By Brendan Pierson
NEW YORK (Reuters) - Former U.S. Congressman Anthony Weiner wept on Friday as he pleaded guilty to sending sexually explicit messages to a teenage girl, capping a "sexting" scandal that played a role in last year's U.S. presidential election during its waning days.
Wearing a navy suit, maroon tie and his wedding band, a tearful Weiner, 52, described his conduct before U.S. District Judge Loretta Preska in New York City.
"I have a sickness, but I do not have an excuse," Weiner said, apologizing to the 15-year-old girl to whom he sent inappropriate images and messages last year.
Hours after the court hearing, his wife Huma Abedin, a senior aide to 2016 Democratic presidential nominee Hillary Clinton, filed for divorce in a Manhattan court, according to the New York Post.
A lawyer for Abedin did not immediately respond to a request for comment.
The charge of transferring obscene material to a minor carries a maximum sentence of 10 years in prison, but Weiner is likely to get less when sentenced on Sept. 8. As part of his plea agreement, federal prosecutors said they would consider a term between 21 months and 27 months "fair and appropriate."
The plea deal appeared to seal the demise of a once-promising political career derailed by a series of scandals, stemming from what Weiner described in court as a compulsive need to seek sexual attention from women on social media.
The investigation into his exchanges with the teenage girl also roiled the 2016 U.S. presidential campaign days before Election Day.
While searching Weiner's laptop, federal agents found a batch of emails from his wife. As a result, James Comey, then director of the Federal Bureau of Investigation, announced in late October that the agency was reviewing the messages to determine whether to reopen its investigation into Clinton's handling of official correspondence.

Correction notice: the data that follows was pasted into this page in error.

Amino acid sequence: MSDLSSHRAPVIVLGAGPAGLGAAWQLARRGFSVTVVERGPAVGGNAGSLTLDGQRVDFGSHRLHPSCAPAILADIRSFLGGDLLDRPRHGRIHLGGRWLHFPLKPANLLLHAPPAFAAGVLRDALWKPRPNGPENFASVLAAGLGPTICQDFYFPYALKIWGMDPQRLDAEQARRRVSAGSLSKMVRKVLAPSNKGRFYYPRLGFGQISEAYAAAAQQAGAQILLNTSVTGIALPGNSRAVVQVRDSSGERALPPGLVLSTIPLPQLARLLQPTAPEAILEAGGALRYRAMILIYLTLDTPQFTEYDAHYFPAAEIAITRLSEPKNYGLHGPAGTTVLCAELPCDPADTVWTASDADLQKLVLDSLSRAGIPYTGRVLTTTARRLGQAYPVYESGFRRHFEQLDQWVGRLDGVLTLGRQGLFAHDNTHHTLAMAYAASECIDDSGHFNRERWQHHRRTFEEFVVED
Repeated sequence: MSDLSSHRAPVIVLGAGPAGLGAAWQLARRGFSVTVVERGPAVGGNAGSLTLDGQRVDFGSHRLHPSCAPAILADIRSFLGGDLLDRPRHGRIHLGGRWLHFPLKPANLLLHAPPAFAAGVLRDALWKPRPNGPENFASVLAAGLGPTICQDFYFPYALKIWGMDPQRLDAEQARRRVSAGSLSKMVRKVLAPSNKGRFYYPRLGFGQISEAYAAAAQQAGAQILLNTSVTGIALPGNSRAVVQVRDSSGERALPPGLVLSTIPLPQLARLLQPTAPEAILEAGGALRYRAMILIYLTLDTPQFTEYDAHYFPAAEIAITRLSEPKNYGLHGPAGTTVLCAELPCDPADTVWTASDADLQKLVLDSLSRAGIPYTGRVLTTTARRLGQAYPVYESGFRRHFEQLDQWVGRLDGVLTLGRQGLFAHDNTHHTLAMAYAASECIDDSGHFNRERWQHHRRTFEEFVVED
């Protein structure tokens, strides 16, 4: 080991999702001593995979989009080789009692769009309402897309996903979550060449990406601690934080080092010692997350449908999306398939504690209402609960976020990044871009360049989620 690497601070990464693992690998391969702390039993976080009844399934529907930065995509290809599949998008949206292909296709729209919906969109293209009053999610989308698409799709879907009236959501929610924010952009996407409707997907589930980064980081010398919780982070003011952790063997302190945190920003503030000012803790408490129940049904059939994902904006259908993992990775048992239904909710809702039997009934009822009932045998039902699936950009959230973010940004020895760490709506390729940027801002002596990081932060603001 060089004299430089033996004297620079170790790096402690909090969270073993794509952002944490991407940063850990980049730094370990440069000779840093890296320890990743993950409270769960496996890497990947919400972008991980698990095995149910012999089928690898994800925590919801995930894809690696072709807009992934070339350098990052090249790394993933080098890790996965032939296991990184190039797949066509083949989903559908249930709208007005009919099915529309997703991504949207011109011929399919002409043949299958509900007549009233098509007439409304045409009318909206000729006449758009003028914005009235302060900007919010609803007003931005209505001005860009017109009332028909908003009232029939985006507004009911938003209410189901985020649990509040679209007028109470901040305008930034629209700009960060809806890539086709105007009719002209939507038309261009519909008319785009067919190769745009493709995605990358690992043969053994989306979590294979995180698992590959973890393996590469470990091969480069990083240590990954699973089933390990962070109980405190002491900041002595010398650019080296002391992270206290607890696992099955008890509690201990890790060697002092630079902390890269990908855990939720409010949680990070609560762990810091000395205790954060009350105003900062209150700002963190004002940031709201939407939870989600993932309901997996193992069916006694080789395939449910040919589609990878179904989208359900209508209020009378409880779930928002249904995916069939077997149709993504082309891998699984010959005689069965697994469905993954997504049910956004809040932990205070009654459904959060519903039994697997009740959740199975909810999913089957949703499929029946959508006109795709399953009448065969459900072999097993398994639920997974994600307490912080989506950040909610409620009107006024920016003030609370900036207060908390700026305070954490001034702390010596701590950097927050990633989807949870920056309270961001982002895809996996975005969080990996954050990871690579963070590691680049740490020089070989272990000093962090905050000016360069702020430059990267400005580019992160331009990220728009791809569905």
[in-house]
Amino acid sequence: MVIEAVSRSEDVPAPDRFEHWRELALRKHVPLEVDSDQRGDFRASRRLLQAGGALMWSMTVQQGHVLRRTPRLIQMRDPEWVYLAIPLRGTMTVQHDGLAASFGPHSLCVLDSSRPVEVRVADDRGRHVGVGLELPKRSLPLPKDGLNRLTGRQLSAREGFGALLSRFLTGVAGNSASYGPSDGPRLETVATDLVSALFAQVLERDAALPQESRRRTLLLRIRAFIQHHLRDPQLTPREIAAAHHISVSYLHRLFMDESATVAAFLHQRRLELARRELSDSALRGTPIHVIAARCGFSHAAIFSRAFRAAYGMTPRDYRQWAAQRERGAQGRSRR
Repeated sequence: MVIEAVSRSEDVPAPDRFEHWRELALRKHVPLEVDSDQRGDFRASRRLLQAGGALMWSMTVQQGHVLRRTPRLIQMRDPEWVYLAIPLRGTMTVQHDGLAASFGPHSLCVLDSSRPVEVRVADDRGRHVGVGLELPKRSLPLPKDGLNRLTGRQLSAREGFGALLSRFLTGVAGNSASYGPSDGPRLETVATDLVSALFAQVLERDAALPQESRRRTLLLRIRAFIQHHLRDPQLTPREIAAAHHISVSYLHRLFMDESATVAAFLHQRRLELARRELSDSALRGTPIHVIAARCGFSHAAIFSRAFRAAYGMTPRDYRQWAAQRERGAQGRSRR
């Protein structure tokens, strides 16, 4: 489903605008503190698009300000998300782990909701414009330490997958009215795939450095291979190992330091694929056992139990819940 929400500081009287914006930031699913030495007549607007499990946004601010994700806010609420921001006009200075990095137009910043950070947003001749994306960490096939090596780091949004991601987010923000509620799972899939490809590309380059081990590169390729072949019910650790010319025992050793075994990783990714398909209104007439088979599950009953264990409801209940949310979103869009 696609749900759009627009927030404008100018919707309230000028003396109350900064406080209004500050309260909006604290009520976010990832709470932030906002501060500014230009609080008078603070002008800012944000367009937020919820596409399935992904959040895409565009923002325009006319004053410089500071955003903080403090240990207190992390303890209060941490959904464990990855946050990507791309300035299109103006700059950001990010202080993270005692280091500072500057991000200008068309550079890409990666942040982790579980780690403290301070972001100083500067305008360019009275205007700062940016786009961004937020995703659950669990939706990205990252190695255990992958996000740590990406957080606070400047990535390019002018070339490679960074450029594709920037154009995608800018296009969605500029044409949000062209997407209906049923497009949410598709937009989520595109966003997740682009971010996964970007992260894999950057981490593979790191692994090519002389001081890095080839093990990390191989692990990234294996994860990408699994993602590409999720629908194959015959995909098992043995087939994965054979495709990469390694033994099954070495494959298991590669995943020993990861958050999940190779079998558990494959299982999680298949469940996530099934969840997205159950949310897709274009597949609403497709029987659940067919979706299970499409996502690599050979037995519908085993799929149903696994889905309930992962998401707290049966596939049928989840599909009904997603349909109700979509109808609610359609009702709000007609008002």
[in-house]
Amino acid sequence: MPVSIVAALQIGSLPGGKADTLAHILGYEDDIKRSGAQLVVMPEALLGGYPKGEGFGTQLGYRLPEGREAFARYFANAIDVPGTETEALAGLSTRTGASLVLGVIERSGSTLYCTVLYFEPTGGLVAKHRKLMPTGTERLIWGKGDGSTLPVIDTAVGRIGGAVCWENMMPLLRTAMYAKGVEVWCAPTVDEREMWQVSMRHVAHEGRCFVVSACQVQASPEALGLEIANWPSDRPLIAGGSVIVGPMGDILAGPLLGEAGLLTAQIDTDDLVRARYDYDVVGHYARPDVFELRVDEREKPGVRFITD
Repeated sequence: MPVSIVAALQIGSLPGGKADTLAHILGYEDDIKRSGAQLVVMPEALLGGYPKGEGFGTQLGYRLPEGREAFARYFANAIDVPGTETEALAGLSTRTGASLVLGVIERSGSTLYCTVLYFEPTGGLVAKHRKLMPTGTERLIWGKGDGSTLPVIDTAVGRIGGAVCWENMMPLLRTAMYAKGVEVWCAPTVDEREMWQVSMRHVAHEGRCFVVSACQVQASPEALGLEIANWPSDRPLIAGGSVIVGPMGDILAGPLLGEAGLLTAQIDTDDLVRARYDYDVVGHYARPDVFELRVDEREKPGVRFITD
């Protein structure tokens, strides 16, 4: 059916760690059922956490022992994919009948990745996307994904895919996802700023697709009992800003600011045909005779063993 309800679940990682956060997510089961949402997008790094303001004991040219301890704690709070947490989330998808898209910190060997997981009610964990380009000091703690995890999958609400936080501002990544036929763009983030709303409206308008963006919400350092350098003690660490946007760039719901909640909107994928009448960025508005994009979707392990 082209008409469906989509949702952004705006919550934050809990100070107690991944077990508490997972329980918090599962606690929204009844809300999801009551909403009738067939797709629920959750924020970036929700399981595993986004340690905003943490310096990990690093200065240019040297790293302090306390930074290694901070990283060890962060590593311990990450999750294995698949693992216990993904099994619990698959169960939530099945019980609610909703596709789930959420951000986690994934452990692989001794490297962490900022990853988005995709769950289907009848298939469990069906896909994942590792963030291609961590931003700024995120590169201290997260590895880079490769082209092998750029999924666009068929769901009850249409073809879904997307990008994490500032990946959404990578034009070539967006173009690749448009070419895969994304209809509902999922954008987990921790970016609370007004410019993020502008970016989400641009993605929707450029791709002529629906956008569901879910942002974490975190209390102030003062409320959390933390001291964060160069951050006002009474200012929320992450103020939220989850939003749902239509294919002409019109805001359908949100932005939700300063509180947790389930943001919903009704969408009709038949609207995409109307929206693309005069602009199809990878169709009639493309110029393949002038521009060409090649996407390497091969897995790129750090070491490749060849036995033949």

Clinton, who was leading in national polls at the time, has blamed her loss to Republican Donald Trump in part on Comey's announcement, even though the director said two days before the election in November that the review had uncovered no new evidence.
Abedin had announced her separation from Weiner last summer after the latest round of explicit messages emerged, including an image of Weiner's crotch as he lay in bed with their young son.
The controversy over Clinton's use of a private email server while she was U.S. secretary of state dogged her throughout the campaign. Trump accused Clinton of endangering national security by exposing classified information to potential hacking.
In testimony to Congress two weeks ago, Comey said he felt "mildly nauseous" at the suggestion his actions may have swayed the election, but added that he had no regrets.
Trump fired Comey days later amid the FBI's probe into whether Trump's campaign colluded with Russia to defeat Clinton, an allegation the president has denied.
Weiner, who served parts of New York City for 12 years in the U.S. House of Representatives, resigned in 2011 after an explicit photograph was posted on his Twitter account. He initially claimed his account had been hacked but eventually acknowledged he had sent the image as well as inappropriate messages to several women.
Two years later, he announced a run for New York City mayor but dropped out of the race when more explicit messages became public.
The federal investigation into Weiner came to light last year after the Daily Mail, a British newspaper, published an interview with the North Carolina teen.
On Friday, Weiner said he has been receiving "intensive" mental health treatment since then.
"These destructive impulses brought great devastation to family and friends, and destroyed my life's dream of public service," Weiner said.
In a statement, acting U.S. Attorney in Manhattan Joon Kim said, "Weiner's conduct was not only reprehensible, but a federal crime, one for which he is now convicted and will be sentenced."
(Aditional reporting and writing by Joseph Ax; Editing by Jeffrey Benkoe and Lisa Shumaker)
The Foreign Desk publishes a continuous stream of breaking news stories powered by Reuters as a service to readers, without additional editing of these articles.
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